The Difference Between a Stabilization Fund and an OPEB Trust

June 27, 2022|Kurtis Thompson

Bottom Line Up Front

  • A Stabilization Fund and an OPEB Trust are both funding tools set up by Municipalities to set aside funds.
  • While a Stabilization Fund is a regular component of the balance sheet, an OPEB Trust is specifically for Other Post Employment Benefits.
  • The biggest difference between these two funding tools is that an OPEB Trust can impact your financial statement by lowering your discount rate and your Net OPEB Liability.

There’s substantial confusion surrounding public finance funding options. With the considerable number of rules, regulations, stakeholders, and services that need funding, it’s easy to get overwhelmed. If you’re considering setting aside funds for your OPEB liabilities, it’s important to understand all of your options and how it can impact your financial statement.

What is a Stabilization Fund?

First, let’s define what a Stabilization Fund is. A Stabilization Fund is an account that Municipalities use to set aside money for future capital needs, unforeseen spending, or to smooth shocks for their taxpayers. It allows Municipalities to save money in good years for lean years or for large future capital expenditures.

How an OPEB Trust differs from a Stabilization Fund

So is an OPEB Trust just a Stabilization Fund that’s set up to save for future OPEB costs? Not exactly – an OPEB Trust has different requirements than a Stabilization Fund. Based on GASB 74, an OPEB Trust has three specific requirements that differentiate them from Stabilization Funds.

GASB 74 states that an OPEB Trust must have the following three features:

  1. Contributions to the Trust and earnings thereon must be irrevocable.
  2. Trust assets may only provide the funds for other post-employment benefits per plan terms. Therefore, assets accrued may not revert to the plan sponsors until all obligations have been satisfied.
  3. OPEB Trust assets must be legally protected from the creditors of employers, contributing entities, and plan members.

Essentially, these three characteristics make an OPEB Trust legally protected from any use other than paying for OPEB benefits owed to retirees.

Let’s look at a worst-case scenario to demonstrate this – imagine that the Municipality goes bankrupt. A Stabilization Fund set up for OPEB benefits may be used to pay off other debts owed by the Municipality and would be subject to their creditors, but funds in an OPEB Trust would be legally protected and could only be used to pay the benefits promised to retirees. Nobody and nothing else can touch them.

How does this affect my financial statement?

Either way, the funds in an OPEB Trust or Stabilization Fund will count as an asset on the financial statement. However, based on GASB 74 & 75 standards, only funds in an OPEB Trust may be counted as “Fiduciary Net Position” (i.e. Asset) on the OPEB section of the financial statement. Fiduciary Net Position decreases the Net OPEB Liability reported on the financial statement. Take a look at the example below:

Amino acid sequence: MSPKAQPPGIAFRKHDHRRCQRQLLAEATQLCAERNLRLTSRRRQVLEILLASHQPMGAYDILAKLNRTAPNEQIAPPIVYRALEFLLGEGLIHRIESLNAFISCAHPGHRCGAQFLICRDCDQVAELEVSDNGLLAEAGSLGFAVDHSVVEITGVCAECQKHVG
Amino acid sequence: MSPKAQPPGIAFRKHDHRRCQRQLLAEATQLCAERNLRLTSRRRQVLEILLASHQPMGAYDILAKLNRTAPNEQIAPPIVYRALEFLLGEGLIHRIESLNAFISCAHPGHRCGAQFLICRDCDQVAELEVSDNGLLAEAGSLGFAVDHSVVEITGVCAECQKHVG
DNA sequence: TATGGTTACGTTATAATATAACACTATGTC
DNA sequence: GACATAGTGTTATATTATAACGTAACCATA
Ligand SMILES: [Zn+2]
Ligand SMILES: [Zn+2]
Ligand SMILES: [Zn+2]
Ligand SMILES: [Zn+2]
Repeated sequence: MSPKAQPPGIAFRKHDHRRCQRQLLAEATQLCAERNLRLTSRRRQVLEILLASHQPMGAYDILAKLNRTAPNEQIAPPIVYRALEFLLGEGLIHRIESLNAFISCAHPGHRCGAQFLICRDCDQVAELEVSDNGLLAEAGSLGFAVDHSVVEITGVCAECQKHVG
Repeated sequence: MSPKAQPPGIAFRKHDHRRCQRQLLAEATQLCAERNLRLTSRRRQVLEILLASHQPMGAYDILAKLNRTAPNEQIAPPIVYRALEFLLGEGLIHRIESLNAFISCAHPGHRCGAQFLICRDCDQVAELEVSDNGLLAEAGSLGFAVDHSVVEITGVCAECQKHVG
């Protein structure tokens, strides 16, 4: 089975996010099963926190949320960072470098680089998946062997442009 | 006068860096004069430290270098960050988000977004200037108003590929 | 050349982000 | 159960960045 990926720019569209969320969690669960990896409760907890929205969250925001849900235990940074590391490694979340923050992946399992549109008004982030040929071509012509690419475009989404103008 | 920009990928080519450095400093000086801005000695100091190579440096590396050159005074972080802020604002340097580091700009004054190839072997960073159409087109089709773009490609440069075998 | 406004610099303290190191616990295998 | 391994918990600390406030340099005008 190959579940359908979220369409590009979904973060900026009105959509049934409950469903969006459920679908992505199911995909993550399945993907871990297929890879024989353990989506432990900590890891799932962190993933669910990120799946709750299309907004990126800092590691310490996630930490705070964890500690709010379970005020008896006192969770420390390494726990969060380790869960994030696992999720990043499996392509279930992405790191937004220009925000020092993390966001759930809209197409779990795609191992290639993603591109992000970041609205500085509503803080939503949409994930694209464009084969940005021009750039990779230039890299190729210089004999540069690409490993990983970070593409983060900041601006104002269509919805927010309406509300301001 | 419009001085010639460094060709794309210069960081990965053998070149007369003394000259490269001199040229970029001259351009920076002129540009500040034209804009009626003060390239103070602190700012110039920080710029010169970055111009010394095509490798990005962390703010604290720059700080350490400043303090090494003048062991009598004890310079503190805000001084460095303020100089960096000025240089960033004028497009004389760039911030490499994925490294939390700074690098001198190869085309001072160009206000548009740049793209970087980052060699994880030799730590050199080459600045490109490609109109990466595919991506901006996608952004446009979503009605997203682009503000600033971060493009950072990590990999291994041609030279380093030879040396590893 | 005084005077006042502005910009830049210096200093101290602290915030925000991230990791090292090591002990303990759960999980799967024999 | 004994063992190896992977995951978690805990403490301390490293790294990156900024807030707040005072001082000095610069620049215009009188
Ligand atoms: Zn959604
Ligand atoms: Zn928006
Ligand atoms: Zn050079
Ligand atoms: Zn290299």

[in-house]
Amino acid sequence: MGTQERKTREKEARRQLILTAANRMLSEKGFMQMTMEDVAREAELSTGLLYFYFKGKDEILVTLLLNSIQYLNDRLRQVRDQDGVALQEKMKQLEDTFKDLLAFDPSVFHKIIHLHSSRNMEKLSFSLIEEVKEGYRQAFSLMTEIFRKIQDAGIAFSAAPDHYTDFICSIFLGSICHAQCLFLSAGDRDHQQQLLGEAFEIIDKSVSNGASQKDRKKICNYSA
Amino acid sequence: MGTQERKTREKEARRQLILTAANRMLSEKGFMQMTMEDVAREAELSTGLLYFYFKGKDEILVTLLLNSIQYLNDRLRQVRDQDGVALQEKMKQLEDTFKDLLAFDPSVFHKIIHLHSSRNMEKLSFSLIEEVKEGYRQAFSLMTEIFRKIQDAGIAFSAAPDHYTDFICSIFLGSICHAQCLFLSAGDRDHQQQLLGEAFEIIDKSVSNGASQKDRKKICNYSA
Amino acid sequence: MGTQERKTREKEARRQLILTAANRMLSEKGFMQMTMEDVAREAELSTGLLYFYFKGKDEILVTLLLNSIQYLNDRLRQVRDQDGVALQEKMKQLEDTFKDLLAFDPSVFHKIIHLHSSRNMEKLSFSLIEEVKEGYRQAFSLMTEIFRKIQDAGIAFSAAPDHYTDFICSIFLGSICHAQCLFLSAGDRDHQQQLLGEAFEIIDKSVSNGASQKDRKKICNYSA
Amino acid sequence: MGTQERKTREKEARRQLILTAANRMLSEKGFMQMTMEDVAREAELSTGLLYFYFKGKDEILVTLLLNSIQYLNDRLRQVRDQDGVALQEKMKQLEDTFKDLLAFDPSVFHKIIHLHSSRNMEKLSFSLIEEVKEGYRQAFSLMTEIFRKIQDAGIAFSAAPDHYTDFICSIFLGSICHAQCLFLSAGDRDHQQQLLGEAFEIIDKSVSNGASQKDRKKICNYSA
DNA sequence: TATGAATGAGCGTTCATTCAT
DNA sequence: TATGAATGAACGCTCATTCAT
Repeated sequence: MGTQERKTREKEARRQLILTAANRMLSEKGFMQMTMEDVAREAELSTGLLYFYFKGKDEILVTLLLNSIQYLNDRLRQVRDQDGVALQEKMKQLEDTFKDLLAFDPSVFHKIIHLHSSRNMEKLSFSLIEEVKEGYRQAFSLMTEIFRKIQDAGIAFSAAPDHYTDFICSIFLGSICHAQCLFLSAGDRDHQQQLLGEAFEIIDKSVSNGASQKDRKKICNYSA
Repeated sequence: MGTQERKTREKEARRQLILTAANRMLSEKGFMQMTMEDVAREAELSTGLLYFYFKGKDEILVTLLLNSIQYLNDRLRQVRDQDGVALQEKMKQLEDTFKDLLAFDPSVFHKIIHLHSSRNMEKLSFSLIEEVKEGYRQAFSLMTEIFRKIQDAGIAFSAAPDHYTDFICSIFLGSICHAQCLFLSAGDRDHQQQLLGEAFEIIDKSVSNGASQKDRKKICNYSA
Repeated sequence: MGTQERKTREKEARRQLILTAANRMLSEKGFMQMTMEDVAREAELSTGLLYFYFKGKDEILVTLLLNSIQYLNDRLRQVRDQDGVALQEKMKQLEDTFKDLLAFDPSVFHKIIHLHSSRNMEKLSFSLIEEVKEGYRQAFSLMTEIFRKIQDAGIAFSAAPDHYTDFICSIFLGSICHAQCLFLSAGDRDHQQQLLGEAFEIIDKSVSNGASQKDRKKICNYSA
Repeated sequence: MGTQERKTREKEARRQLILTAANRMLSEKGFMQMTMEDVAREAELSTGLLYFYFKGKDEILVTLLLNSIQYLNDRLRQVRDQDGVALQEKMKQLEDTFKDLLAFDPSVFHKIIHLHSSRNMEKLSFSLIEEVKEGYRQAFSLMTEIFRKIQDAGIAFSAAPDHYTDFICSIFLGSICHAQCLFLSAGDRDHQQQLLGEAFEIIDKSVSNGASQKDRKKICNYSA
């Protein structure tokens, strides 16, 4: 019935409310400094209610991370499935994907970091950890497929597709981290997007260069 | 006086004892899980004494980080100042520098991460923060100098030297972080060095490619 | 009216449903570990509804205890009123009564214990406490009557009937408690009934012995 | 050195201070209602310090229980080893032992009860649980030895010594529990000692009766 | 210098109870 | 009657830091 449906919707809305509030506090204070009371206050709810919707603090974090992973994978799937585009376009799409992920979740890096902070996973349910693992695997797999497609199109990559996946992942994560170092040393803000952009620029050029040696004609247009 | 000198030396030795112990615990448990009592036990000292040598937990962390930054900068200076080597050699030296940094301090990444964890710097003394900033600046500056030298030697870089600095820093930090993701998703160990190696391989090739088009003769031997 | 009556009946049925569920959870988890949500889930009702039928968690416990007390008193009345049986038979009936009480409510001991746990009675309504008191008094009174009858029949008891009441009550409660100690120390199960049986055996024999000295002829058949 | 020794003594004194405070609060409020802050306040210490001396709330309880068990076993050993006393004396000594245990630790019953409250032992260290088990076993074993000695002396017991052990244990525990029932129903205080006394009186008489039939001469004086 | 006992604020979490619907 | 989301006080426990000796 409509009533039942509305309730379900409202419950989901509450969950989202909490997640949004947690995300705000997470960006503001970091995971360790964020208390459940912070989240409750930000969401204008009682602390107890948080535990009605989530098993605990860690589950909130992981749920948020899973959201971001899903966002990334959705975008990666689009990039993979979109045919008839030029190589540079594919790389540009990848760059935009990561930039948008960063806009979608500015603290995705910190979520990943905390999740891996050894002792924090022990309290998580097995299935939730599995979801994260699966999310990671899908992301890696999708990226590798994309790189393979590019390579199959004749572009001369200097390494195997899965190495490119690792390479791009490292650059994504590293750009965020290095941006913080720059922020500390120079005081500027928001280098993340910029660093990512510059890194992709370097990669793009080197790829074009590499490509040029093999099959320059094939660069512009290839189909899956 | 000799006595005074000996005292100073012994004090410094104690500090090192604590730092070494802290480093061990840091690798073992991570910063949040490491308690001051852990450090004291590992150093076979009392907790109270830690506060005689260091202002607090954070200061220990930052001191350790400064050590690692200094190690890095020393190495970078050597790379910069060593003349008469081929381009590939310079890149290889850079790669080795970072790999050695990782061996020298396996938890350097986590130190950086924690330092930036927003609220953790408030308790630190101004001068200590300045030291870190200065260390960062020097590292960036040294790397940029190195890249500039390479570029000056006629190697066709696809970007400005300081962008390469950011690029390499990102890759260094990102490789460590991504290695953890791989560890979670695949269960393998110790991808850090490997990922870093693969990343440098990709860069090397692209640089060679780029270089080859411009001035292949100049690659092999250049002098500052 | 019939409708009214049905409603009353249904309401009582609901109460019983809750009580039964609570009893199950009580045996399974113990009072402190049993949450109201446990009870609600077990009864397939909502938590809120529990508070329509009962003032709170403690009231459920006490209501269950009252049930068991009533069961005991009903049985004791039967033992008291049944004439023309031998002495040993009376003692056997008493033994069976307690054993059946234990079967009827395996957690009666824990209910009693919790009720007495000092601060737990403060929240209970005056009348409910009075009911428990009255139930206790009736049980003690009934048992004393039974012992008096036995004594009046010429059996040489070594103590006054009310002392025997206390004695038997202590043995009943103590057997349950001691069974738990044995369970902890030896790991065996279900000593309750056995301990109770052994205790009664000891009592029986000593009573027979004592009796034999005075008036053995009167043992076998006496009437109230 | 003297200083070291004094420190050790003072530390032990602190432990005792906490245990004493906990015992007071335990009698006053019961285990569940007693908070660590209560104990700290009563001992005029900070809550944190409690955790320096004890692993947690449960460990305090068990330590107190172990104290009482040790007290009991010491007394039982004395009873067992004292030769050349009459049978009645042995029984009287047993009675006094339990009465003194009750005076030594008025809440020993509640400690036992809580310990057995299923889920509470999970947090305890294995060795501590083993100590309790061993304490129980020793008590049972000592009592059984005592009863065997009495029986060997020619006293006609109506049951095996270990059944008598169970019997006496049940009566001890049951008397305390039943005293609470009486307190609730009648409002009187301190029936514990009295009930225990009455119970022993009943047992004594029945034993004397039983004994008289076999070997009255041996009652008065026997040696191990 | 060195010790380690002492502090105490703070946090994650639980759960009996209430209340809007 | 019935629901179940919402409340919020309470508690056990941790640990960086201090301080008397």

The funds in the Stabilization Fund don’t count from a GASB 74/75 perspective!

Another major impact is that stabilization funds are not considered in the calculation of the discount rate. If we can count the funds being set aside for OPEB benefits, GASB 74/75 standards allow the Actuary to increase the discount rate. A higher discount rate leads to lower disclosed liability. So, the $1,000,000 stated above might actually decrease even more. Here’s another example:

How are the funds invested?

The last consideration we’ll address here is the difference in investment options for Stabilization Funds and OPEB Trusts. In general, Stabilization Funds are held in cash or cash equivalents with the corresponding low and stable returns of such investments. OPEB Trusts can be invested in many more financial instruments and generally hold a mixture of stocks, bonds, mutual funds, alternative investments, and cash or cash equivalents.

The difference in investing vehicles reflects that an OPEB Trust is generally invested for the “long term” while Stabilization Funds tend to be for the “short term” or on-demand funds. Correspondingly, a Municipality would expect to earn a higher rate of return on funds in an OPEB Trust over the long term if they invested in non-cash or cash equivalent investments.

In Summary

An OPEB Trust allows the assets to be reflected on the Actuarial Valuation for the OPEB plan, a Stabilization Fund does not. Money in a Stabilization Fund is more flexible while money in an OPEB Trust can only be used to pay for retirees’ OPEB benefits. Is there still a place for Stabilization reserves to support an OPEB plan? Yes, there certainly can be. However, keep in mind that GASB 74 & 75 put pressure on Municipalities to “upgrade” their Stabilization Funds to OPEB Trusts to reap the full benefits of those funds on the Financial Statement.

If you’re still not sure which fund is right for your Municipality, you can reach me or one of our Odyssey Consultants here.

Categories: GASB 74, GASB 75, OPEB